For many start-ups and small businesses, a bank loan is often the most obvious and traditional way to get the cash you need to help get your business idea off the ground. But what if there was another way? If you’ve struggled to get a bank loan, or your business isn’t quite ready for venture capital (VC) investment, don’t fear, there are now more funding options and alternative finance routes than ever before for small businesses.
Katie Massie-Taylor and Sarah Hesz, co-founders of mum’s networking app Mush, spoke to us about their top tips for winning over investors. The duo were interviewed as part of Plusnet Pioneers – a joint programme between business broadband and phone provider Plusnet and Startups.co.uk that’s sourced the expertise of some of the UK’s most high-profile and disruptive entrepreneurs.
One of the more democratic sectors to enter, but one that requires great fervor and tenacity to survive in. Any business entering the food industry must carve out a niche and promise something more special than the myriad foodie start-ups vying for a share of the market. The foodpreneur must have a palette finely tuned to contemporary tastes and trends but be prepared to subvert them with innovative culinary creations and expect hard, physical work and long unsociable hours.
Muck Rack makes it simple to find people, tweets, or articles that mention any name, keyword, company, hashtag etc. We've compiled this guide to help you make the most of your search.
Selecting a term
Start searching tweets, articles from media outlets, articles mentioned in tweets, journalists'
names, titles and bios with some suggested searches:
Companies or Topics (e.g. iPhone, Microsoft)
Phrases (e.g. "cloud computing") — use quotes to keep the terms together
Twitter handles (e.g. @username) — returns those who have mentioned or replied to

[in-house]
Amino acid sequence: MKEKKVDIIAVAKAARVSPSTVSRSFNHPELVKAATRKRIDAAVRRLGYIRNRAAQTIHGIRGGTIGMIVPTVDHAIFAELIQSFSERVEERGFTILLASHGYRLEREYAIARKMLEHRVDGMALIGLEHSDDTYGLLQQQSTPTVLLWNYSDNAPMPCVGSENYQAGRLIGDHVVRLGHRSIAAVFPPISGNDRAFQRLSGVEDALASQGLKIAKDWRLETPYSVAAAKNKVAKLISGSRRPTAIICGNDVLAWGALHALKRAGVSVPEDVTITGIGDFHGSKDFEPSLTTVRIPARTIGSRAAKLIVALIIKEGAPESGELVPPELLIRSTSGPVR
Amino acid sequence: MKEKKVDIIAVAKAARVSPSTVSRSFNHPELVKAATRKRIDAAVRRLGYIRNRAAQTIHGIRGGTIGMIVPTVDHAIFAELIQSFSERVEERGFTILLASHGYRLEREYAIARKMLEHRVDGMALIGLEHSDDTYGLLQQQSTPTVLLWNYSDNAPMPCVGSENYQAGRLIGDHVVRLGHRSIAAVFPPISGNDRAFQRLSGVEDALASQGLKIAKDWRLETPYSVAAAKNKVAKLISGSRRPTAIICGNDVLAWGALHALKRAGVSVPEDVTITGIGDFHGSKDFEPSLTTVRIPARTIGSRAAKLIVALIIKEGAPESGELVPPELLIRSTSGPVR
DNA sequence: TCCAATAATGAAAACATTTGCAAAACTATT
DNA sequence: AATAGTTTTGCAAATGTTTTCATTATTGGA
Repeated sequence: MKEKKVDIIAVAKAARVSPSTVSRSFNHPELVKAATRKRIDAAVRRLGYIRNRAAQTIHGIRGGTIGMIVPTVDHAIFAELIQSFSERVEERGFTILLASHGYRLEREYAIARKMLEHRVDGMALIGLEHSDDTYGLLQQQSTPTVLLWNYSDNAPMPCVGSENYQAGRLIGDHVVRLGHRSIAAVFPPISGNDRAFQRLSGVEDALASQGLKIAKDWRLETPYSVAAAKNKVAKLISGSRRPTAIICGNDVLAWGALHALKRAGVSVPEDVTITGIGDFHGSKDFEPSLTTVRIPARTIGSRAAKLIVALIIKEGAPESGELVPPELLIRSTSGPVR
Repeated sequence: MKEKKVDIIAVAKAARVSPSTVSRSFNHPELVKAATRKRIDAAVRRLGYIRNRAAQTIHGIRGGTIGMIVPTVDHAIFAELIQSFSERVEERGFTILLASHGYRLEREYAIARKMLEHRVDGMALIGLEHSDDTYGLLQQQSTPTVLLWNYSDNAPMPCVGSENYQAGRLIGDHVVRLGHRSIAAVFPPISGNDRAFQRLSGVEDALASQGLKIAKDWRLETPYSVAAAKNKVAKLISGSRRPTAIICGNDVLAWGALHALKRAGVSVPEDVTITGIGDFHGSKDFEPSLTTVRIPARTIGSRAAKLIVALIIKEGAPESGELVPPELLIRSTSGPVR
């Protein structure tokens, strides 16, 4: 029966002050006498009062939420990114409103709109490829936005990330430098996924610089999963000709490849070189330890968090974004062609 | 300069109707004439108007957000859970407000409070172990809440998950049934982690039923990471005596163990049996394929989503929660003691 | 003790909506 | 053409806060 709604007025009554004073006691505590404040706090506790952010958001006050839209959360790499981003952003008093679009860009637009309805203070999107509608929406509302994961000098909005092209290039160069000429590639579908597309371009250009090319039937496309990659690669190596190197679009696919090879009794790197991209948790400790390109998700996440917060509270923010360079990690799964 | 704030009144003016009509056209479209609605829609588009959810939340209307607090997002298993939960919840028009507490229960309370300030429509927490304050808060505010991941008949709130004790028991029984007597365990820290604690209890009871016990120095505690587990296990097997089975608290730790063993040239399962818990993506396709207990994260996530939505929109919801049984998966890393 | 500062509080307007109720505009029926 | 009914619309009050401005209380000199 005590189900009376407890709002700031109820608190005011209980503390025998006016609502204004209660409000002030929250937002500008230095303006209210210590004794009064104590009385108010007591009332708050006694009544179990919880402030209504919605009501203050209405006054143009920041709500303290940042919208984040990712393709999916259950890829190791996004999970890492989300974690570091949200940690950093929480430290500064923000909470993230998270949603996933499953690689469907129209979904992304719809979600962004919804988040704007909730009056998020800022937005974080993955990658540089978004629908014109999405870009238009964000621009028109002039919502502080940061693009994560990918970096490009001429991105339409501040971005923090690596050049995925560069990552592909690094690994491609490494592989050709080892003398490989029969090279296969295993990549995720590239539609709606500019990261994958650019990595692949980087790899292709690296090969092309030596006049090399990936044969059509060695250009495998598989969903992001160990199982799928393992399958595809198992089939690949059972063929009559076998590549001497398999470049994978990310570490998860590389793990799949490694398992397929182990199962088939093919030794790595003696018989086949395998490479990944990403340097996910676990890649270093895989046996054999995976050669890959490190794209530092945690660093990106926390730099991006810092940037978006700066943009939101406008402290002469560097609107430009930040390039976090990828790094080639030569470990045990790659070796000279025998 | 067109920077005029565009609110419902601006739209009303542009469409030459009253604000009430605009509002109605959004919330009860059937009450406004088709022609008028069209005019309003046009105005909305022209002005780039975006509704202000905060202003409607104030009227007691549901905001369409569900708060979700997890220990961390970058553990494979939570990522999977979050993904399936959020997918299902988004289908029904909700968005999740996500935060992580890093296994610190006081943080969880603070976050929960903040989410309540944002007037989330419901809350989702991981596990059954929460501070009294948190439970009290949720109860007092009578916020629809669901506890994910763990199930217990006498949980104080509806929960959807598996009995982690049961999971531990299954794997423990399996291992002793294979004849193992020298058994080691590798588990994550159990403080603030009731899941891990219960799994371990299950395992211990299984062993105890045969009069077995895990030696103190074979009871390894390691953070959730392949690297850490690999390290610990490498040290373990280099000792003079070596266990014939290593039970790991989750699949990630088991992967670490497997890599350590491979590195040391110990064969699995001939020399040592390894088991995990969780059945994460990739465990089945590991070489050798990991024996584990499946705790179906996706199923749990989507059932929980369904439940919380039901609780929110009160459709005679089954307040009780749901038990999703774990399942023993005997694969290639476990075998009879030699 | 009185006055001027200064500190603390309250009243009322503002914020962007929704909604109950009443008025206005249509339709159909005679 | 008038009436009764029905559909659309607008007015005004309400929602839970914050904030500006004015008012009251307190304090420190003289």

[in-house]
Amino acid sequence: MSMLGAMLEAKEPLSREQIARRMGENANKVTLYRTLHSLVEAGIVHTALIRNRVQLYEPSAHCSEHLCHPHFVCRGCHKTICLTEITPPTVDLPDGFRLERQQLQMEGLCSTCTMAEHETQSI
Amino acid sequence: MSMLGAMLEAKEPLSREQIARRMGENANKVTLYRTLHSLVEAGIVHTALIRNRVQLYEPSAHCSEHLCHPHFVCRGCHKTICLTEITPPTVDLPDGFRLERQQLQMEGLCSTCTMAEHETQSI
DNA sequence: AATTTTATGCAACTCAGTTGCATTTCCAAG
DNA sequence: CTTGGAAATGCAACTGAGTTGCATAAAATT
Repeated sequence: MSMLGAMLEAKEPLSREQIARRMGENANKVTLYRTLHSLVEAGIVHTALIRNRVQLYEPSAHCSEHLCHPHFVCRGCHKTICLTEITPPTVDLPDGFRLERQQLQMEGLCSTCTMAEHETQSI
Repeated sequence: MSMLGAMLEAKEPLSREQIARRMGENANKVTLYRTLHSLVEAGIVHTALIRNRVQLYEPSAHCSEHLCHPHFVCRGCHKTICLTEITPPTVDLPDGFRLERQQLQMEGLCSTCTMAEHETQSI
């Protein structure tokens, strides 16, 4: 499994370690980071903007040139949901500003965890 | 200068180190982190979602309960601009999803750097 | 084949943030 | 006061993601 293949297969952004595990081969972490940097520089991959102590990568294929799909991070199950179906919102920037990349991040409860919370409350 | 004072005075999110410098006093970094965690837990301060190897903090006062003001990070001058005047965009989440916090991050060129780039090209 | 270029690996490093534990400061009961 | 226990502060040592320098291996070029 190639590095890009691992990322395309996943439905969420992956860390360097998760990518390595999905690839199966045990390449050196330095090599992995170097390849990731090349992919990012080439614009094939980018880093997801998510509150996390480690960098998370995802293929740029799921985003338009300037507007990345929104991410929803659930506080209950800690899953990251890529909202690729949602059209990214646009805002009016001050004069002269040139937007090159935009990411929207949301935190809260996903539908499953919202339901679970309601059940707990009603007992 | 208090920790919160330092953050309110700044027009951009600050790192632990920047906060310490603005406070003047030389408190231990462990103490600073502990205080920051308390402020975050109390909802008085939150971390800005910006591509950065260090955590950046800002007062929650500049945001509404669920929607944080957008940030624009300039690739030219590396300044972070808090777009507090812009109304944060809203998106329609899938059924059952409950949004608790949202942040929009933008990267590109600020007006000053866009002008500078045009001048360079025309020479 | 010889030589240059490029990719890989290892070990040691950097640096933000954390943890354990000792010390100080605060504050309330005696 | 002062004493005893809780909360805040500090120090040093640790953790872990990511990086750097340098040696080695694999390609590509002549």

Names (e.g. "David Pogue")
Hashtags (e.g. #sxsw, #london2012)
Bio details (e.g. vegan, Olympics, father)
Muck Rack's Advanced Search allows for many boolean operators.
Find results that mention multiple specified terms, use AND or
+. For example, ensure each result contains both Elon Musk and Mark Zuckerberg by
searching Musk AND Zuckerberg or Musk + Zuckerberg.
Use the operators OR or , to broaden your search when you'd like either of
multiple terms to appear in results. (This is the default behavior of our search when no operators
are used). For example, results will contain either cake or cookie by searching cake OR cookie or cake,cookie
Use NOT or - to subtract results from your search. For
example, searching Disney will yield results about the Walt Disney Company as well as Walt Disney
World Resort. To exclude mentions of Disney World, search for Disney -World or Disney
When using one of these operators with a phrase, enclose it in quotation marks. For example, you can
find results about smartphones excluding Apple's iPhone 4S by searching smartphone -"iPhone
Exact case matching or punctuation
If you're searching for a brand name or keyword that relies on specific punctuation marks or capitalization, you can
find results that match your exact query by adding matchcase: before the keyword you're searching for, like matchcase:E*TRADE .
Use parentheses to separate multiple
boolean phrases. For example, to find journalists talking about having fun in Disney World or
Disneyland, search for ("disney world" OR disneyland) AND fun.
An asterisk can be used to search for any variation of a root word truncated by the asterisk. For example, searching for admin* will return results for administrator, administration, administer, administered, etc.
A near operator is an AND operator where you can control the distance between the words. You can vary the distance the near operation uses by adding a forward slash and number (between 0-99) such as strawberries NEAR/10 "whipped cream", which means the strawberries must exist within 10 words of "whipped cream".